Africa is the continent where Homo sapiens was born, and with its worn-out soils, fitful rain, and rising population, it could very well offer a glimpse of our species’ future. For numerous reasons—lack of infrastructure, corruption, inaccessible markets—the green revolution never made it here. Agricultural production per capita actually declined in sub-Saharan Africa between 1970 and 2000, while the population soared, leaving an average ten-million-ton annual food deficit. It’s now home to more than a quarter of the world’s hungriest people.[page 8]

But is a reprise of the green revolution—with the traditional package of synthetic fertilizers, pesticides, and irrigation, supercharged by genetically engineered seeds—really the answer to the world’s food crisis? Last year a massive study called the “International Assessment of Agricultural Knowledge, Science and Technology for Development” concluded that the immense production increases brought about by science and technology in the past 30 years have failed to improve food access for many of the world’s poor. The six-year study, initiated by the World Bank and the UN’s Food and Agriculture Organization and involving some 400 agricultural experts from around the globe, called for a paradigm shift in agriculture toward more sustainable and ecologically friendly practices that would benefit the world’s 900 million small farmers, not just agribusiness. [page 10]

So far, genetic breakthroughs that would free green revolution crops from their heavy dependence on irrigation and fertilizer have proved elusive. Engineering plants that can fix their own nitrogen or are resistant to drought “has proven a lot harder than they thought,” says Pollan. Monsanto‘s Fraley predicts his company will have drought-tolerant corn in the U.S. market by 2012. But the increased yields promised during drought years are only 6 to 10 percent above those of standard drought-hammered crops.

And so a shift has already begun to small, underfunded projects scattered across Africa and Asia. Some call it agroecology, others sustainable agriculture, but the underlying idea is revolutionary: that we must stop focusing on simply maximizing grain yields at any cost and consider the environmental and social impacts of food production. Vandana Shiva is a nuclear physicist turned agroecologist who is India’s harshest critic of the green revolution. “I call it monocultures of the mind,” she says. “They just look at yields of wheat and rice, but overall the food basket is going down. There were 250 kinds of crops in Punjab before the green revolution.” Shiva argues that small-scale, biologically diverse farms can produce more food with fewer petroleum-based inputs. Her research has shown that using compost instead of natural-gas-derived fertilizer increases organic matter in the soil, sequestering carbon and holding moisture—two key advantages for farmers facing climate change. “If you are talking about solving the food crisis, these are the methods you need,” adds Shiva.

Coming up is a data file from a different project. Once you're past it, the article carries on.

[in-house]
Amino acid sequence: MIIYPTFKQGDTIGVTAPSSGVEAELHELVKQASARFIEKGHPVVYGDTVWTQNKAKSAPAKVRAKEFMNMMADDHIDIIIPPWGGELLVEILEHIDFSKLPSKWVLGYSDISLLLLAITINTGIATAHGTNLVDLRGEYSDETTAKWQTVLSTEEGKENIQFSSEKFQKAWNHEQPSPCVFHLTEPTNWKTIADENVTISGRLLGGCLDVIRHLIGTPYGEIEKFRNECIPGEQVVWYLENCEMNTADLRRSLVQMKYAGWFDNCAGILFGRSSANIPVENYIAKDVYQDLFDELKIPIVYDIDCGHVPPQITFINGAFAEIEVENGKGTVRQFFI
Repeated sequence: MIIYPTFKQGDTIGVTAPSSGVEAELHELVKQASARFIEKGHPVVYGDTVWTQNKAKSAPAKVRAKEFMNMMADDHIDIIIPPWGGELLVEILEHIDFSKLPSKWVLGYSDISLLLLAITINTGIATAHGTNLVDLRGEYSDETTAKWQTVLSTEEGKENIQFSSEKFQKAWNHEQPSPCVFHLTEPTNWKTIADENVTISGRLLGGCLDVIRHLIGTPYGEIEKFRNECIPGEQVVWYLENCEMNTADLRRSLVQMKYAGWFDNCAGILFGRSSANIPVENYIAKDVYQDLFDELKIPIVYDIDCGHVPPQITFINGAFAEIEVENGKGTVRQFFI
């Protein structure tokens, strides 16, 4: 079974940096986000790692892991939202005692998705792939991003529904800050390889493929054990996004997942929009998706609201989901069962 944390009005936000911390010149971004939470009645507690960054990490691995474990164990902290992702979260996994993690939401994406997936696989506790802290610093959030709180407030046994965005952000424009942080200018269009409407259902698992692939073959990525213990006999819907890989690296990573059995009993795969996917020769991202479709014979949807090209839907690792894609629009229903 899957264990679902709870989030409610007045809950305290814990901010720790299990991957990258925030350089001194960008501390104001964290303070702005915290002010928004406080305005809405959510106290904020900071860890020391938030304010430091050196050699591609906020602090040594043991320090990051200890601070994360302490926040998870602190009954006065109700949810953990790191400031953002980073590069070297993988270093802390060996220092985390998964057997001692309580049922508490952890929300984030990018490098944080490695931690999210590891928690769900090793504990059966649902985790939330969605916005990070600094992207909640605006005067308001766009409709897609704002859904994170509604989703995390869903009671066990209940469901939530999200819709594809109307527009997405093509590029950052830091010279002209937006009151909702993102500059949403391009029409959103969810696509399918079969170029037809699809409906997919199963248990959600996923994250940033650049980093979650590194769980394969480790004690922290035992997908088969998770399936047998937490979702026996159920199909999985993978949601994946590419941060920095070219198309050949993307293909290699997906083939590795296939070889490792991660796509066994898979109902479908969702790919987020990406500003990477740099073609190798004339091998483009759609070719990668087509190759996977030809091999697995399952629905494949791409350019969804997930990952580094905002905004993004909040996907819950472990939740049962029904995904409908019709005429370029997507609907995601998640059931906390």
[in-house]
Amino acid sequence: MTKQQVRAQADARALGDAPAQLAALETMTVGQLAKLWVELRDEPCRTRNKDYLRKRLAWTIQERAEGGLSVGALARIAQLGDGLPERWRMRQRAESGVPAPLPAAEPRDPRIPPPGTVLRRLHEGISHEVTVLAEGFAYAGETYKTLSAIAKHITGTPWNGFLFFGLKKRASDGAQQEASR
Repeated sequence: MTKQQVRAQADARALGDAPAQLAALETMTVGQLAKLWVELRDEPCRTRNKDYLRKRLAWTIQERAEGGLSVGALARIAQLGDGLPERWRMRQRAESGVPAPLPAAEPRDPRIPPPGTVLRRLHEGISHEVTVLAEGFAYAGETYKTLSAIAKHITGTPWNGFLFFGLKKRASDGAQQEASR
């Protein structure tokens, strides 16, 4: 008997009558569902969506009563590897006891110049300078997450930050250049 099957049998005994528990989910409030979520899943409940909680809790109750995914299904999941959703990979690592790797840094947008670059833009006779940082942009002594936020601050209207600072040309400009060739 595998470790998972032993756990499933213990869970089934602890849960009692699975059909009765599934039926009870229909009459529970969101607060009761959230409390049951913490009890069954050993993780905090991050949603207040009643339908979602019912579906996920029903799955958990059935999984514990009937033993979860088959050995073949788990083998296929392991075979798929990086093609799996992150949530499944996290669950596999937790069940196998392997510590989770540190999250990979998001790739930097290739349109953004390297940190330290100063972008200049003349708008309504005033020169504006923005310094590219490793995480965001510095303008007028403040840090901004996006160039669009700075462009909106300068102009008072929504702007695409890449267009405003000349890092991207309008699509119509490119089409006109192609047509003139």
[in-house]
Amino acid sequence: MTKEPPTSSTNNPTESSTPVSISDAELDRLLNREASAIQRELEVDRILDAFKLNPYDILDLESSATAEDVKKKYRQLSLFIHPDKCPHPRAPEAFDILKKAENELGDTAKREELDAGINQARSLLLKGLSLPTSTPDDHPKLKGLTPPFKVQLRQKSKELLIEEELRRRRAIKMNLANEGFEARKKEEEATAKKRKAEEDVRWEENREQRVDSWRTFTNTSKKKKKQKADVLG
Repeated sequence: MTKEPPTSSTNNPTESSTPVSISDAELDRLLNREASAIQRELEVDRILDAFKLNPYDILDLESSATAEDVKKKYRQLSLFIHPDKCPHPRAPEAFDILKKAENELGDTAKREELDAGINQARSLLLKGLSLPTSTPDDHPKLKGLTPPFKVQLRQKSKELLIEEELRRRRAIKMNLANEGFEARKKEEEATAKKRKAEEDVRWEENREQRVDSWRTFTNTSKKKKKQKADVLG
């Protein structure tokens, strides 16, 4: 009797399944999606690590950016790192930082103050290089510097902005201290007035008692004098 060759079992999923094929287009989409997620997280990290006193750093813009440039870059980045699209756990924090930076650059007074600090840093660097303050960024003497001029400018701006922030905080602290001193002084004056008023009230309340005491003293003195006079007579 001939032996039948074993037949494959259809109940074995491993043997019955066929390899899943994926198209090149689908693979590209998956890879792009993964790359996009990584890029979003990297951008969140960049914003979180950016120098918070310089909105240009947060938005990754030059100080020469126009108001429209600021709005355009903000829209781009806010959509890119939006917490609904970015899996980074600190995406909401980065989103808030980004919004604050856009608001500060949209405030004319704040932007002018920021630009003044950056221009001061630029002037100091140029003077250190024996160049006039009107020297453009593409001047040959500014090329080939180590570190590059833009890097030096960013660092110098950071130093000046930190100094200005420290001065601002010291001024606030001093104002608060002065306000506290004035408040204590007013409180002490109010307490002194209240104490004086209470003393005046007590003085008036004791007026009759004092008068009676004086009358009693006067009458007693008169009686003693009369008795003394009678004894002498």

In northern Malawi one project is getting many of the same results as the Millennium Villages project, at a fraction of the cost. [page 11]

Canadian researchers found that after eight years, the children of more than 7,000 families involved in the project showed significant weight increases, making a pretty good case that soil health and community health are connected in Malawi.

Which is why the project’s research coordinator, Rachel Bezner Kerr, is alarmed that big-money foundations are pushing for a new green revolution in Africa. “I find it deeply disturbing,” she says. “It’s getting farmers to rely on expensive inputs produced from afar that are making money for big companies rather than on agroecological methods for using local resources and skills. I don’t think that’s the solution.”